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"The third reason why an individual takes on the group perspective is that the group encourages conformity through both continuous socializations and social sanctions. We are socialized to believe what the group does. We learn its perspective through listening and watching others and through intentional acts of teaching by others. Orientation to college life, basic training in the army, on the job training, and spring football practice are but a few examples of social sanctions (rewards and punishments) from the group. When we use the group perspective, others in the group accept us, and we come to feel part of something important. If we do not use it, we are not rewarded, and sometimes we are punished. All social organizations want loyalty, and loyalty is tested through showing that we believe in the ideas and principles of the group." - Ten Questions
I do lots of pretending. Funny thing is though, as long as I keep my mouth shut people will assume that I believe just like they do. I've had people tell me racist jokes, spew right wing hate, and generally act like an asshole without even once stopping to ask if I agreed with them.
- I am bad at small talk. Unless there is an agreed upon subject at hand I don't know what to say, because I don't know the person, and I don't like making assumptions about them. The more you are socialized into mainstream opinion the more common ground you will find with other people. Small talk becomes easier. I have lost friends as they have been socialized into cultural groups while I have remained outside. We quite literally, had nothing to talk about anymore.
In Oklahoma, watching football helps, especially when you have to avoid conversations about politics and religion. And there's always movies and music?
- I am bad at my job. Not in any technical sense. Most people I work with agree that I am one of the most knowledgeable people there, but they also know that I don't "try hard enough" when it comes to achieving the company goals. Rather than internalize the company mindset, I pretend. I say the right things when asked, and go through the motions. But really I could care less if we reach our goals. I'm not a team player and you can only fool people for so long.
To successfully become part of a group you have to internalize the values of that group. I wouldn't call it brainwashing, "socialization" sounds nicer. The punishment for resisting the values of the group is always the same, exclusion. In the professional world this can have devastating results, including the death of your career. In the social world it can mean losing friends or even making enemies.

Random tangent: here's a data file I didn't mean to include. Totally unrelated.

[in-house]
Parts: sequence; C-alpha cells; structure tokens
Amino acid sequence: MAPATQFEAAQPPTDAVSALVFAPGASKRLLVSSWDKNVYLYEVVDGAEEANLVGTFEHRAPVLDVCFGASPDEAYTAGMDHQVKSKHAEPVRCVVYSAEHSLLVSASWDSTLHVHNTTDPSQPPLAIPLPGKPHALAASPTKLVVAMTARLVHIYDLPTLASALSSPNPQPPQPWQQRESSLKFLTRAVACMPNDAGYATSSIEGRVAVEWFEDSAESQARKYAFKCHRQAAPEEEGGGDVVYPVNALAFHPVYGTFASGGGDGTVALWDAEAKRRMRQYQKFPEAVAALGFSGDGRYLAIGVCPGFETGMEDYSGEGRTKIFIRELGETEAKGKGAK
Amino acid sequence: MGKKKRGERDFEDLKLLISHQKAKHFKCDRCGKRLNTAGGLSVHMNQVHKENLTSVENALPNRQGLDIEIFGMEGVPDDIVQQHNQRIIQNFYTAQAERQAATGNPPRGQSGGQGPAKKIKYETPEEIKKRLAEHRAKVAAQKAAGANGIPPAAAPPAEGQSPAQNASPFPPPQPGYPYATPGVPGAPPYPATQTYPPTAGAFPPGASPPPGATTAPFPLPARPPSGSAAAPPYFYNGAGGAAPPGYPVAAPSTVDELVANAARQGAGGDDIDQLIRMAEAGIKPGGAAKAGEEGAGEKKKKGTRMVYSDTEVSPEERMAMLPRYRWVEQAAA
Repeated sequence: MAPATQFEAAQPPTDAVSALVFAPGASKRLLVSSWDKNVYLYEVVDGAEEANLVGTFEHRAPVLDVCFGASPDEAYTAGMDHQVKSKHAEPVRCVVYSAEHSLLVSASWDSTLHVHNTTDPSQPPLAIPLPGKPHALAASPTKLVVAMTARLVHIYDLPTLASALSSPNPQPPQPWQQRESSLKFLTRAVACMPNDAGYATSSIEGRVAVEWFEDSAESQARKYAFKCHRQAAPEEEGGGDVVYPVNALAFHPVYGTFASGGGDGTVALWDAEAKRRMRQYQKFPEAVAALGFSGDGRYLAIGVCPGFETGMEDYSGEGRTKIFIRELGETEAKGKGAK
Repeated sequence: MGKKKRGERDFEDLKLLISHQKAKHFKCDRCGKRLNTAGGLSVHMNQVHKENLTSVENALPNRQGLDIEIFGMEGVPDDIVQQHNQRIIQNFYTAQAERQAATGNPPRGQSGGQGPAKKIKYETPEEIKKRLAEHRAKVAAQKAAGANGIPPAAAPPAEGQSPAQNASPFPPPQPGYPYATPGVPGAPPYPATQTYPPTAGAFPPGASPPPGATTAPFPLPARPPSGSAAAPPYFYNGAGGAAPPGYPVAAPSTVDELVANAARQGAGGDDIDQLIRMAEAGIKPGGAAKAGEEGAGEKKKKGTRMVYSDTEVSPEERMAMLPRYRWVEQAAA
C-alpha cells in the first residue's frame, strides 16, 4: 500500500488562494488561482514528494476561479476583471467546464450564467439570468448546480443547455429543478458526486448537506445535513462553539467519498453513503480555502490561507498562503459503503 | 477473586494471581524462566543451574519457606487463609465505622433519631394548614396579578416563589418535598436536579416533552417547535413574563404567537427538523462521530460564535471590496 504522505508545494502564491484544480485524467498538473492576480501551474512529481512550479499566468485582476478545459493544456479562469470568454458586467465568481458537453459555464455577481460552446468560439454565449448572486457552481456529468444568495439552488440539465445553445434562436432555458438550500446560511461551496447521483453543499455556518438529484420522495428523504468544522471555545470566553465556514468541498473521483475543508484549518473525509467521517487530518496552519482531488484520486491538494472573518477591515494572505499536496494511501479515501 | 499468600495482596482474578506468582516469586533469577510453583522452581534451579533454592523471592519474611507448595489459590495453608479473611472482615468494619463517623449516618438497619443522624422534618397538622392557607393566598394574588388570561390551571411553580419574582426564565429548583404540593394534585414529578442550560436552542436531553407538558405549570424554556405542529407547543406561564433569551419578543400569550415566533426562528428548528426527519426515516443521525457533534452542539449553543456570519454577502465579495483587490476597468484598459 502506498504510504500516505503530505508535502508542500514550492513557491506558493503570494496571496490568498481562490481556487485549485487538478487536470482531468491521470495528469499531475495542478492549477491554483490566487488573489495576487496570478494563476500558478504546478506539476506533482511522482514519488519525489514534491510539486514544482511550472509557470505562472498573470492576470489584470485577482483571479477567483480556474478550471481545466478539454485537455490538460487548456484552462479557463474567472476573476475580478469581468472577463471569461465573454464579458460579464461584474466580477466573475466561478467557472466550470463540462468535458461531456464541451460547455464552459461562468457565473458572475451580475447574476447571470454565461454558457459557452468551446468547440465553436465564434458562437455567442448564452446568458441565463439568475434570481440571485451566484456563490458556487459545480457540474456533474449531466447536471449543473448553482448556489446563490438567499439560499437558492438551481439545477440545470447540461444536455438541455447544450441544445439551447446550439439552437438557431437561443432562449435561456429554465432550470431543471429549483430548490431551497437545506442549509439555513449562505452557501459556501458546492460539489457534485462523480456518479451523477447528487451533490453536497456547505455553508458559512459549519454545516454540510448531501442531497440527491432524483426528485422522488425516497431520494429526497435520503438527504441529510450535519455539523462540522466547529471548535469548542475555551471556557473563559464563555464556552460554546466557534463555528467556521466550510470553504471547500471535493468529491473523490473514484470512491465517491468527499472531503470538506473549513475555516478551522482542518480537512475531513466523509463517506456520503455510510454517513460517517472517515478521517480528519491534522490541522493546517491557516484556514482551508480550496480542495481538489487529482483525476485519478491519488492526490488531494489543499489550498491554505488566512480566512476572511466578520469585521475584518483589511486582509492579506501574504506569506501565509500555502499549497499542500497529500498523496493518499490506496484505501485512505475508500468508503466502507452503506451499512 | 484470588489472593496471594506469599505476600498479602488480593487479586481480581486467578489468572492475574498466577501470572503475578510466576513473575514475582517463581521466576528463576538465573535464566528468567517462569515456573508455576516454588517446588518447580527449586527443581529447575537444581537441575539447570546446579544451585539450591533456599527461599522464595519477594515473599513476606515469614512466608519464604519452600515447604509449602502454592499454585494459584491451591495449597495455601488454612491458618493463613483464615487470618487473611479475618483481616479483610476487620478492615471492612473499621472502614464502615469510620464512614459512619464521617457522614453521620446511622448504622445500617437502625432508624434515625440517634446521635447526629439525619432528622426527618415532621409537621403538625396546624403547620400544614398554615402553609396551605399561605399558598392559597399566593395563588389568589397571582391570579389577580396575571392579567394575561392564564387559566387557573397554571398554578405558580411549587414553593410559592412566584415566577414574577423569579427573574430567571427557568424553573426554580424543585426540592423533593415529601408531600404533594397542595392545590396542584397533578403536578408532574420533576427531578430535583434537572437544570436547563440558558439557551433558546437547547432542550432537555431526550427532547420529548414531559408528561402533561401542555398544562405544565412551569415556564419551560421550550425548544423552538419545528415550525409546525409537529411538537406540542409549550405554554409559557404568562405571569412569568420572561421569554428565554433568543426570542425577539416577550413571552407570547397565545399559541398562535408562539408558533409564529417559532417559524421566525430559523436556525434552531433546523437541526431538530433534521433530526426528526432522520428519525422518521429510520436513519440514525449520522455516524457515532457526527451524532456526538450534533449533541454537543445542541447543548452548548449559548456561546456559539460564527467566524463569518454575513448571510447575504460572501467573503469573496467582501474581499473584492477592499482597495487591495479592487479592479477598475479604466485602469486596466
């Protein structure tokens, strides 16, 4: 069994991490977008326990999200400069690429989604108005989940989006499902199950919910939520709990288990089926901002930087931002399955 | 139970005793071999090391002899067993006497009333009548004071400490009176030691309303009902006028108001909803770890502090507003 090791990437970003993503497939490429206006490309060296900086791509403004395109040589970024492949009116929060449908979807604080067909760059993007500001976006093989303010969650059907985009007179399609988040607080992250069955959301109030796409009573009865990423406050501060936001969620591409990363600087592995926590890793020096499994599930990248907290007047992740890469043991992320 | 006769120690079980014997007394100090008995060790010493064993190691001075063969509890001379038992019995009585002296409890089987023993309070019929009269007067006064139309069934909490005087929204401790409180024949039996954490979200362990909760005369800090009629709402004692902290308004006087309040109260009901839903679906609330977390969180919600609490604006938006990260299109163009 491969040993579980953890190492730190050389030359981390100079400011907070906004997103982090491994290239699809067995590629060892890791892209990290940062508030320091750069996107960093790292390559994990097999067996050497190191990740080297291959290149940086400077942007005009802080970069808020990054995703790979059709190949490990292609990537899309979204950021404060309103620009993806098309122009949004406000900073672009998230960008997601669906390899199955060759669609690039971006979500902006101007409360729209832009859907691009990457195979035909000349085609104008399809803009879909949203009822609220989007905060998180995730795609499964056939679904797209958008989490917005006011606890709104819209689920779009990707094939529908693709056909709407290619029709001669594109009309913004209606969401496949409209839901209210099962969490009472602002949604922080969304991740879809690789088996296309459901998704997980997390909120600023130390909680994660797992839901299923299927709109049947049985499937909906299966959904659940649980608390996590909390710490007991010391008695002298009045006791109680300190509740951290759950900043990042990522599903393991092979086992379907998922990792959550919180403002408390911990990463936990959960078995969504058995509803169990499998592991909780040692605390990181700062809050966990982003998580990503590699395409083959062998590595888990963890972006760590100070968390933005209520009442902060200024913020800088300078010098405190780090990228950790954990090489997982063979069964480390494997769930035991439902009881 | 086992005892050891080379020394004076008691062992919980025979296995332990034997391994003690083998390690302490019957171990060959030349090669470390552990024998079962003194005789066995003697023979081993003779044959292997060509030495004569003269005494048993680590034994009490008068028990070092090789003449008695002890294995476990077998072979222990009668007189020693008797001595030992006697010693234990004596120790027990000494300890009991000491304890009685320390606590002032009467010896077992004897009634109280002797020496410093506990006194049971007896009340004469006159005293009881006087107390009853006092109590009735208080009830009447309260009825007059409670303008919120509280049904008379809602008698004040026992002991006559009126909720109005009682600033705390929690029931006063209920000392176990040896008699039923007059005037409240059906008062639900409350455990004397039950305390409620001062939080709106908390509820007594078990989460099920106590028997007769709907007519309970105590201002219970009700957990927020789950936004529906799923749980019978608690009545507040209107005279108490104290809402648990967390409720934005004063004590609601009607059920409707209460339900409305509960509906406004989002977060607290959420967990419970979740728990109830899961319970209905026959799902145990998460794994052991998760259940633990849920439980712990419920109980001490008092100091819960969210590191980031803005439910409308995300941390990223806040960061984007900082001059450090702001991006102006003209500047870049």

Freedom of thought. Once you have become socialized into a group, you defend their values even to the point of being willfully ignorant. Remaining outside of social groups allows you to look on reality with less bias.
Yes, in exchange for accepting and defending the values of the largest and most powerful groups you can reap tremendous benefits, material wealth, social advancement... phone sex.
Most people, in fact walk a line between staying an individual and being absorbed into social groups. Many people join smaller, less demanding sub-cultures where the rewards are smaller but the sacrifices to your individuality are smaller as well. Other people have drawn very definite lines between their professional lives and their personal lives, where they might adopt the mindset of their profession but keep that from affecting the decisions they make in their personal lives.
My favorites are the people that have adapted the mindset of their chosen social environment so completely they will even deny that they have done so. This, you may have noticed is my particular pet peeve with religious people that claim that despite believing in the dominant religion in which they were raised will always say that they did so because of the "rightness" of that religion, not its social convenience or its rewards.
Such self delusion is often well rewarded.
Ground Control to Major Tom
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